We’re going this morning to five miles north of Jezerial, a little place called, Shunam. Today it is called Sulam, and the archaeological remains of Shunam lay adjacent to Sulam. I had the privilege to see it when in Israel on one of my journeys; we had a little extra time and our guide said to us, “Is there a place you’d like to go?” and I said, “I’d love to go see Shunam, does it still exist?” and he said, “Yes, I’ll take you right there.” And still today, you can look and see Mount Carmel fifteen miles away across the plains of Jezerial. It was here that Elisha often came; Elisha had a little seminary on Mount Carmel with a number of theological students and he would go bi-weekly or monthly, we’re not sure, but regularly make the journey over to the seminary and teach his prophetical students the Word of God. And he would stop in Shunam to take a breather on the way at the home of this great woman. “Great” here meaning “mature,” a woman mature both spiritually and, no doubt, well-off financially, as well. This woman constrains Elisha to stop by regularly; he’s always welcome, in fact, her husband builds a little room for him and they supply his needs and so, he’s very grateful.

On one of the journeys, he says to his servant, Gehazi, “Call that Shunammite.” A prophet usually would speak, in those days, through his servant to the person. So, he speaks through Gehazi to her and says, “What do you want me to do for you? Do you want me to speak to the King for you? Or to the captain of the hosts of army?” And she says, “I dwell among my own people.” Now that’s an astonishing answer. I mean, if someone came to you and said, “I’ve got the ability to speak to the President of the United States of America for you and I’ll do for you anything you want, what would you like to have done for you?” Would you say, immediately, “Well, nothing, because I dwell among my own people. I’m content, I’m submissive to God’s lot for me in life, and I’m truly happy in the Lord; I really don’t want any favors.” That’s a beautiful way to live, that’s really an expression of Jeremiah Burroughs’ classic book titled The Rare Jewel of Christian Contentment. But once you understand that this woman was childless and that in Israel, if you were childless, that was considered a sign of the judgement of God; because every faithful, godly Israelite woman had this secret hope in her heart that she or her ancestors would be the bearer of the Christ-child, the Messiah to come. But she doesn’t even mention that. She’s so familiar with embracing her cross of childlessness and so content embracing what, Boston called, “Her crook in the lot, her burden, her cross in life,” that she doesn’t even mention this to Gehazi. But Gehazi does and Elisha promises her, of course through divine revelation, that she will have a child about this time next year. It happens, and then the child grows up, the child of promise, the child of joy; you can image how this woman must have doted over this boy. Special child, given directly through the prophet of God, by God himself. This child grows up and starts to join his father in the fields. One day, it’s very hot no doubt, and the child gets some kind of sun stroke and says to his father, “My head, my head.” The father, not thinking too much of it, sunstrokes weren’t that uncommon in at that time in the heat, says to the young man, “Go carry my son to his mother.”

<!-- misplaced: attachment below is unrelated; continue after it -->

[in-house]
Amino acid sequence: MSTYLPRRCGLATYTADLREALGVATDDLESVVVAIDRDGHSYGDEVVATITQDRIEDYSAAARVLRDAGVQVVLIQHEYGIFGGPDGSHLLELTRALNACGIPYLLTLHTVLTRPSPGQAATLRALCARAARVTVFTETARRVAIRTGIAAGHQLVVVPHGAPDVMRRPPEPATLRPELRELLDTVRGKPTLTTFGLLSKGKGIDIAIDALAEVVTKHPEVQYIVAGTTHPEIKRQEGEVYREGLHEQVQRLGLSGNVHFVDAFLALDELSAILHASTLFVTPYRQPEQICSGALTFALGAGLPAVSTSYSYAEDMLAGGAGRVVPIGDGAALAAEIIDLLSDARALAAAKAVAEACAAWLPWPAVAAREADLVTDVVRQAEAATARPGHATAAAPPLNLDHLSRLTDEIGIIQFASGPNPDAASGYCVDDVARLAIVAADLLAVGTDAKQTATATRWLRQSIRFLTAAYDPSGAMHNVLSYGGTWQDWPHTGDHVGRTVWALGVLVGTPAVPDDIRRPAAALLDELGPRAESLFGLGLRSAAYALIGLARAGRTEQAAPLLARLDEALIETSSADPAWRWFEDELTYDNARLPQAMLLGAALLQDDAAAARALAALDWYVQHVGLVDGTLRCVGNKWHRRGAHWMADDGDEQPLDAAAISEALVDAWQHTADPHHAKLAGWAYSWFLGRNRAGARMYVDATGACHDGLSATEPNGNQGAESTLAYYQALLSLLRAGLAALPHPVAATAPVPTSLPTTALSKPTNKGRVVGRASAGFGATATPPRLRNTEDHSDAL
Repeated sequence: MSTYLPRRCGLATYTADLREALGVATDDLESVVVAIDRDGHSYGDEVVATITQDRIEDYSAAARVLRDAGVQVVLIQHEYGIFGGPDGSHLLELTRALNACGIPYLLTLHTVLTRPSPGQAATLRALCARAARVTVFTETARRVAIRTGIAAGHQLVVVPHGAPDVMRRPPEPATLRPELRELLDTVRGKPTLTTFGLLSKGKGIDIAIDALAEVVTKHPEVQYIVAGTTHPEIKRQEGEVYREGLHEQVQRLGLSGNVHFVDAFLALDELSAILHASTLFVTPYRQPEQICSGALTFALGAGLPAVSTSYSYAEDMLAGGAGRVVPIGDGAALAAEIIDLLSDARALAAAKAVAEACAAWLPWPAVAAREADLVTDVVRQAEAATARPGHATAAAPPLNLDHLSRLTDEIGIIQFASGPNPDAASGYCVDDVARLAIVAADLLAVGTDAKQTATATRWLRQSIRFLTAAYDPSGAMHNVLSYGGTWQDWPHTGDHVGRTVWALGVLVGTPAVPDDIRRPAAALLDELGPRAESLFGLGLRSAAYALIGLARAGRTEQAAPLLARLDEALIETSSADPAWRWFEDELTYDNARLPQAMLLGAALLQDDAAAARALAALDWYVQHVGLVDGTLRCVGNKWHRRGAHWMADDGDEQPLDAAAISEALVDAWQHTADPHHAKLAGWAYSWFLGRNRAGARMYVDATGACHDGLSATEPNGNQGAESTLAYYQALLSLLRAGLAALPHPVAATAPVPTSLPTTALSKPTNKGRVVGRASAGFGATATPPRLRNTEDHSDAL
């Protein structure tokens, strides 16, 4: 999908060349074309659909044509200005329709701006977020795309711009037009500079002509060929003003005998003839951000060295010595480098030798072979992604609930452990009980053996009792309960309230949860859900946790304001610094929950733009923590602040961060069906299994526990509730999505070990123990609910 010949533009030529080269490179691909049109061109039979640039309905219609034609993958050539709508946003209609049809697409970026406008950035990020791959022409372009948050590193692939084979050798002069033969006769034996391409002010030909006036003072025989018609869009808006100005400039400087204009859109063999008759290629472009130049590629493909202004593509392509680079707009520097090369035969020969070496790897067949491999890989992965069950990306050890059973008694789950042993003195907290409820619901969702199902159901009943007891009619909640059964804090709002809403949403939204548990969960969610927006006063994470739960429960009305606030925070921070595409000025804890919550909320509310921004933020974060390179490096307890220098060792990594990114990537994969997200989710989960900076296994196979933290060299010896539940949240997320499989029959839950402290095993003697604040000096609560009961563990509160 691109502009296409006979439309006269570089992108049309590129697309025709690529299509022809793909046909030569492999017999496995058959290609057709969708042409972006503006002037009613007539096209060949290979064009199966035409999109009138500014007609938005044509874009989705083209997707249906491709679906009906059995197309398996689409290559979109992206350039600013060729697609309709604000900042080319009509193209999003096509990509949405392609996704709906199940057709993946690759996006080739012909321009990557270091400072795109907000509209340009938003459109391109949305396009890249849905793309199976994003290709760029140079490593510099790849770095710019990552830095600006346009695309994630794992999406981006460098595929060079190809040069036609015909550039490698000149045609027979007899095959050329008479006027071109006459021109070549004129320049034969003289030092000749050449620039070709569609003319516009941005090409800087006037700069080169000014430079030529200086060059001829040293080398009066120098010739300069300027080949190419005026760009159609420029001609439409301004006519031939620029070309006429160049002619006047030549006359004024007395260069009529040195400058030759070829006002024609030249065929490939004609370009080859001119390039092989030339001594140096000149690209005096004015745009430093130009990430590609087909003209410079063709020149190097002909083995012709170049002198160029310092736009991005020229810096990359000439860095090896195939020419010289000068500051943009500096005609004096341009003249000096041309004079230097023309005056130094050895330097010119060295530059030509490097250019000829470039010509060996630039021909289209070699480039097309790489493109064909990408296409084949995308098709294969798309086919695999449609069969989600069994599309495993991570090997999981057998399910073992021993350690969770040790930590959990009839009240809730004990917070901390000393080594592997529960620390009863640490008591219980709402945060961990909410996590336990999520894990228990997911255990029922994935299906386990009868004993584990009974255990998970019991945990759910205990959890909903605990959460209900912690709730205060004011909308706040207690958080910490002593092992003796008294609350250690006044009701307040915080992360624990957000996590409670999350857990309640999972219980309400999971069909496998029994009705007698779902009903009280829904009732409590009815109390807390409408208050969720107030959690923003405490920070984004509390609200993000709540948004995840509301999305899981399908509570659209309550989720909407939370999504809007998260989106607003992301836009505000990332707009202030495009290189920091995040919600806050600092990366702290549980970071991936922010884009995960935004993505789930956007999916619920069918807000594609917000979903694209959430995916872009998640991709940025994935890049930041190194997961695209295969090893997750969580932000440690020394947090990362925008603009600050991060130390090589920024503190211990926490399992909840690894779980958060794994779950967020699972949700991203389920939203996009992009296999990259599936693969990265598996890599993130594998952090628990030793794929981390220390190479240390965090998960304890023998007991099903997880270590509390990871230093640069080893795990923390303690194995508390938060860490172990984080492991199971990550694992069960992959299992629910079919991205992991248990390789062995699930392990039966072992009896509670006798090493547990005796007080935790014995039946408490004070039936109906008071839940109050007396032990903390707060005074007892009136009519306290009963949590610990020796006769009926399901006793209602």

And then the Bible —you know the Bible often understates things in our kind of expressive society— says he sat on her knees until noon and then died. Died, it says it so simply. But this is the child of promise, this is the child that this woman was hoping for, that from his loins would come the Messiah. Everything was wrapped up in her hopes for this boy, and this boy, the son of promise, the son she loved, the son who had her heart, and the son in whom she couldn’t separate from the very gospel of the coming Messiah, this boy died. Can you imagine the questions that would run through the mind of this women, the riddles, the doubts, the fears, the anger perhaps, and the bitterness? Yet we read none of that, absolutely none of that. Instead we see a response of tremendous faith.

The Bible says she laid the boy on the bed of the man of God, number one; shut the door upon him, number 2; and went out, number 3. May I suggest to you that all three of those actions are acts of faith. Because you see, when you lay the boy on the bed of the man of God, in those days whatever came into contact with death was considered unclean. So, like Abraham with Isaac, this woman, obviously, does not want to make the prophet’s room unclean; she’s not acting out of bitterness, she’s believing, as Abraham did with Isaac when he went up the mount, that God would raise him from the dead. And she shuts the door upon him, that too is an act of faith, because in those days, you see, every burial happened the same day the person died due to the hot climate. As soon as someone died, immediately, you made preparations for burial. The first thing you did was you contacted a group of mourning women, you would hire women to mourn and they would weep, and wale and you would collect their tears in bottles, and you made funeral preparations. She does none of that, she shuts the door. What if someone were to find the boy? And she was gone; she was going to go to the prophet. Would they accuse her of, in our society, of child abuse— neglecting her dead son, what a shame. But by faith, she shuts the door and she goes out.